We are nearing the end of what is likely to be the warmest year on record. But it’s winter in the northern hemisphere and homes are relying on their furnaces, boilers, fireplaces, and heat pumps to remain comfortable—and safe.
Homes in the United States are heated by a variety of fuels. Most homes rely on natural gas for heat, but oil, propane, electricity, and wood are also common. Understanding why certain homes and areas use different fuel sources is a matter of geography. The interplay of who, what, and where is on full display in this map that shows the dominant fuel source for home heating by census tract. This analysis is based on data from the American Community Survey completed in 2021.
Immediately, you can notice distinct regions that are dominated by each fuel source. The Northeast and Alaska are reliant on oil, while much of the Southeast heats their homes with electricity. The Midwest is a battleground between propane and natural gas, and pockets of wood-reliant regions are more common toward the west coast.
A closer look also reveals how geography is a discipline of scales, and patterns change as you zoom in. At the city scale, a dichotomy emerges between rural areas and more densely populated regions. Regardless of the dominant fuel type of their surroundings, highly populated cities frequently exist as enclaves of natural gas customers.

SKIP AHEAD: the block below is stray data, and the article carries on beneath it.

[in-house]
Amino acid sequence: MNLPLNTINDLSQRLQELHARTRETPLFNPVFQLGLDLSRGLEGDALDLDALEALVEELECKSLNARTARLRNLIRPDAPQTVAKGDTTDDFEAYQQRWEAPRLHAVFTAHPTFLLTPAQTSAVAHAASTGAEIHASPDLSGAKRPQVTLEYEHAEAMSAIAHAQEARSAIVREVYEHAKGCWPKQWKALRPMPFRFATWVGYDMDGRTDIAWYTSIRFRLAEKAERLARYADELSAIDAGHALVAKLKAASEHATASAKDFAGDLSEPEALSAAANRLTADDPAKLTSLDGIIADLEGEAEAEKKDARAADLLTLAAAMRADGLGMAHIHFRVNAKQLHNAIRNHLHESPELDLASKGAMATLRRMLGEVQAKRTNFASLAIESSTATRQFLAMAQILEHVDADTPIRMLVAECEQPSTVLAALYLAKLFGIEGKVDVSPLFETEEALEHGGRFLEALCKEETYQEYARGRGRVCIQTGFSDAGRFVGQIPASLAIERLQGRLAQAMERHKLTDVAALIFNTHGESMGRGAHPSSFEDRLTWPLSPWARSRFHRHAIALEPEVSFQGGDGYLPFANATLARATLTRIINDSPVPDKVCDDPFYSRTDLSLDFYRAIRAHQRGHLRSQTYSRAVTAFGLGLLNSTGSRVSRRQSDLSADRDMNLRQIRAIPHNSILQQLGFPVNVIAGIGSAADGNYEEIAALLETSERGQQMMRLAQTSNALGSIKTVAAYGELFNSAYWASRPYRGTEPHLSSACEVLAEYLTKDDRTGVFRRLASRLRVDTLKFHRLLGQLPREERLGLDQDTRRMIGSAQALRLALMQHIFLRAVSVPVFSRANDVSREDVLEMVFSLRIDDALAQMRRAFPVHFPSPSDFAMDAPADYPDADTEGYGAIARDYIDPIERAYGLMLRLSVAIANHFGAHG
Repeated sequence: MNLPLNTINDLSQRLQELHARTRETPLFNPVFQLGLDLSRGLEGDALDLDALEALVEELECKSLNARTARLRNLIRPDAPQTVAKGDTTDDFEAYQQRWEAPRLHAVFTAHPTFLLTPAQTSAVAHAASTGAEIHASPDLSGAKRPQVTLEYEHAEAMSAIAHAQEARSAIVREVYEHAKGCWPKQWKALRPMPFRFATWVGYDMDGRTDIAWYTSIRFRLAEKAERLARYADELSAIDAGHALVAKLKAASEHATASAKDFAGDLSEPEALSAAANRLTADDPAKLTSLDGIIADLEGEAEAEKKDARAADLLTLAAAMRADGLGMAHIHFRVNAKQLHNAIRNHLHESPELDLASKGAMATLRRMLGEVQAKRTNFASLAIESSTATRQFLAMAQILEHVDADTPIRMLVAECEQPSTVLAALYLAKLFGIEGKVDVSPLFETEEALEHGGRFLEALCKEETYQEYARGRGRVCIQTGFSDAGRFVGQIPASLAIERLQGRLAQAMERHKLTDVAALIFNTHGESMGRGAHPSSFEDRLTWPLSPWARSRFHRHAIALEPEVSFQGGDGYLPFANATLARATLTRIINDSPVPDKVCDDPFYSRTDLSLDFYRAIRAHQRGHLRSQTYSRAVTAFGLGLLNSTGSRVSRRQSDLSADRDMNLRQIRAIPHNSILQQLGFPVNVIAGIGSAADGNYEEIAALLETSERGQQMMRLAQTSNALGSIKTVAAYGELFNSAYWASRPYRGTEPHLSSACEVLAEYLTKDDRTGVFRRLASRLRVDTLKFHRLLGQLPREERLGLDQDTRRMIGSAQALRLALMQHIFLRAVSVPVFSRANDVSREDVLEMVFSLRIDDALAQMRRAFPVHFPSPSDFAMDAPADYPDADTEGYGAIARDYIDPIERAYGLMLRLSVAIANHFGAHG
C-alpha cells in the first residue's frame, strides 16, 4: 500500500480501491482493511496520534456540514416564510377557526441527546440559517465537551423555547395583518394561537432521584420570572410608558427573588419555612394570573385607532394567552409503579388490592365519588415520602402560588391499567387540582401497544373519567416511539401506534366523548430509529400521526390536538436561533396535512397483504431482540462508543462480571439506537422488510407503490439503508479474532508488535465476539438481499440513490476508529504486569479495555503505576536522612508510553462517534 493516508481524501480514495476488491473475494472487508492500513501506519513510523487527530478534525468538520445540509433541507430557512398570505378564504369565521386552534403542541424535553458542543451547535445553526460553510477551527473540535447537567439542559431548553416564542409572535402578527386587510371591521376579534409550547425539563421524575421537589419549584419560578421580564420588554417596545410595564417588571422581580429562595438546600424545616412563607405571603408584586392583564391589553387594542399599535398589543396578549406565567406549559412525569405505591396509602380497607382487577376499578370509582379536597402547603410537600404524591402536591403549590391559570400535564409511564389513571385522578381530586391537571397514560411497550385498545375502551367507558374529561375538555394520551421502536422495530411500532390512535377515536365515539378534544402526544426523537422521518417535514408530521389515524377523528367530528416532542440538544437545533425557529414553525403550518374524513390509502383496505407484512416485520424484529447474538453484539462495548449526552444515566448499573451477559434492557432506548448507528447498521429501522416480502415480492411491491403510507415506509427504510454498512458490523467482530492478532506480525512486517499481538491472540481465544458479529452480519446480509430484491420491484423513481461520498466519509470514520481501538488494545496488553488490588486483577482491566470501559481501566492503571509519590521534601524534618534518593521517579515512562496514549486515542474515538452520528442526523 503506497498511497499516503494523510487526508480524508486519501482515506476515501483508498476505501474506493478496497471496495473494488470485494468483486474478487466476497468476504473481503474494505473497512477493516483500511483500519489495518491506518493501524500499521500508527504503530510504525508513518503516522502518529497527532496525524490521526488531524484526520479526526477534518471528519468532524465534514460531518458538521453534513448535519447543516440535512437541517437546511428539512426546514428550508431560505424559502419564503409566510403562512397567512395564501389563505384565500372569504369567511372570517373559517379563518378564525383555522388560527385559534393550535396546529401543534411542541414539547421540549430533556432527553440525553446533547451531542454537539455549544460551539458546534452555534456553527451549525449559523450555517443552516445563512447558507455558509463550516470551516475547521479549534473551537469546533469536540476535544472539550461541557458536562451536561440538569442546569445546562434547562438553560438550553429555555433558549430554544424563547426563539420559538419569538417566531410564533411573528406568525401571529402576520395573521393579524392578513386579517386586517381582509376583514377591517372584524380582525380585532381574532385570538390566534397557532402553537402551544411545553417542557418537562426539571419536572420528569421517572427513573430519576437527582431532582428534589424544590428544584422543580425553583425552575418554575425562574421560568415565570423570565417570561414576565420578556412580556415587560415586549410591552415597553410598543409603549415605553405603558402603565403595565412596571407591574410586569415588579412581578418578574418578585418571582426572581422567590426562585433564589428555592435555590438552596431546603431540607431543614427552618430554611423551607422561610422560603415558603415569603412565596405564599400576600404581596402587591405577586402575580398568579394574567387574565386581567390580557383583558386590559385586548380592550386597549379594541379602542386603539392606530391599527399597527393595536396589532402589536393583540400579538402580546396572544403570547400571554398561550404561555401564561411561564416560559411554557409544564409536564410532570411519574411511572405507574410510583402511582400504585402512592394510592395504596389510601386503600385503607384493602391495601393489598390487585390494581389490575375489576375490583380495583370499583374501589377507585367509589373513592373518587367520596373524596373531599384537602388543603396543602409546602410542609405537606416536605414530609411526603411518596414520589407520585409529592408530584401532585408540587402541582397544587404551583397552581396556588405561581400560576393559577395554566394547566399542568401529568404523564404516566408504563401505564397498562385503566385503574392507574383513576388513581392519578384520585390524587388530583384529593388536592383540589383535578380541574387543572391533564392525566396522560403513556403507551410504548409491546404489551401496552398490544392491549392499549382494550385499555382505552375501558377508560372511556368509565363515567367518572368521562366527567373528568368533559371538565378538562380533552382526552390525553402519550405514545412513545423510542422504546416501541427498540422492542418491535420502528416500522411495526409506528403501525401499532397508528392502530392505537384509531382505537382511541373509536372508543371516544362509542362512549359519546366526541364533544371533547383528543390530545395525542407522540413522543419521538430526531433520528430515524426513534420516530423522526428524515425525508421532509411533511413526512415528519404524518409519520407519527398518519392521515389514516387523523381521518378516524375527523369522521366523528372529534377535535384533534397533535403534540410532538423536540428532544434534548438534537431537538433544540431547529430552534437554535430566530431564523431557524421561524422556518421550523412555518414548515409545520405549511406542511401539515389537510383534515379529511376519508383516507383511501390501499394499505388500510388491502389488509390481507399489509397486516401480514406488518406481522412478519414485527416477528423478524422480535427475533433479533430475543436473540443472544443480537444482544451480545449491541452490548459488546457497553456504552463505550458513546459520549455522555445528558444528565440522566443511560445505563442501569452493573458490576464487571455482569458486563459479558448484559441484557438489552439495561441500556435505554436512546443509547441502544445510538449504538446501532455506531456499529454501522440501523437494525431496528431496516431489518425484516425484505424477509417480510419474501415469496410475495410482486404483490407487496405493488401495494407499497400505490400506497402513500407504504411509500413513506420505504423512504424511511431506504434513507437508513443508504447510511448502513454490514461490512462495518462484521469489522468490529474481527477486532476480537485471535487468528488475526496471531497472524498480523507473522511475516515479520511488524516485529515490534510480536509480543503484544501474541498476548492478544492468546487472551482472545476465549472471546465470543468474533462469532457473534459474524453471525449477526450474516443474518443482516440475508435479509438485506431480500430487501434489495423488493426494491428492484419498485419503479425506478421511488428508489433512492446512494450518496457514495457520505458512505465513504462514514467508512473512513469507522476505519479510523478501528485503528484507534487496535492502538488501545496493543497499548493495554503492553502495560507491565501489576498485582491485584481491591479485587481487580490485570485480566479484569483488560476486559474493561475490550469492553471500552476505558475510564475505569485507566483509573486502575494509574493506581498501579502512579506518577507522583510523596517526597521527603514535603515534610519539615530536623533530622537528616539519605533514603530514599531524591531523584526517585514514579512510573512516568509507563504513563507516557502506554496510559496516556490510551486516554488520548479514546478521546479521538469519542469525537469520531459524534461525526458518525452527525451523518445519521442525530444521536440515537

Pipeline installation is costly and requires housing to exist to be most efficient. This makes it difficult for natural gas to be the primary fuel type in areas with few, distant houses that are already reliant on other fuels. But when housing is dense—such as in cities or suburbs—numerous homes and buildings can be served by a low number of lines. This economic factor drives much of the prevalence of natural gas use in major cities. Such a divide has caught the attention of political scientists, too: Despite many cities’ reliance on natural gas, those who dwell in urban areas—and who tend to vote differently than their rural counterparts—note a preference for alternative fuel sources.
Efforts to revamp urban fuel use are underway, but they will not come easily, cheaply, or quickly.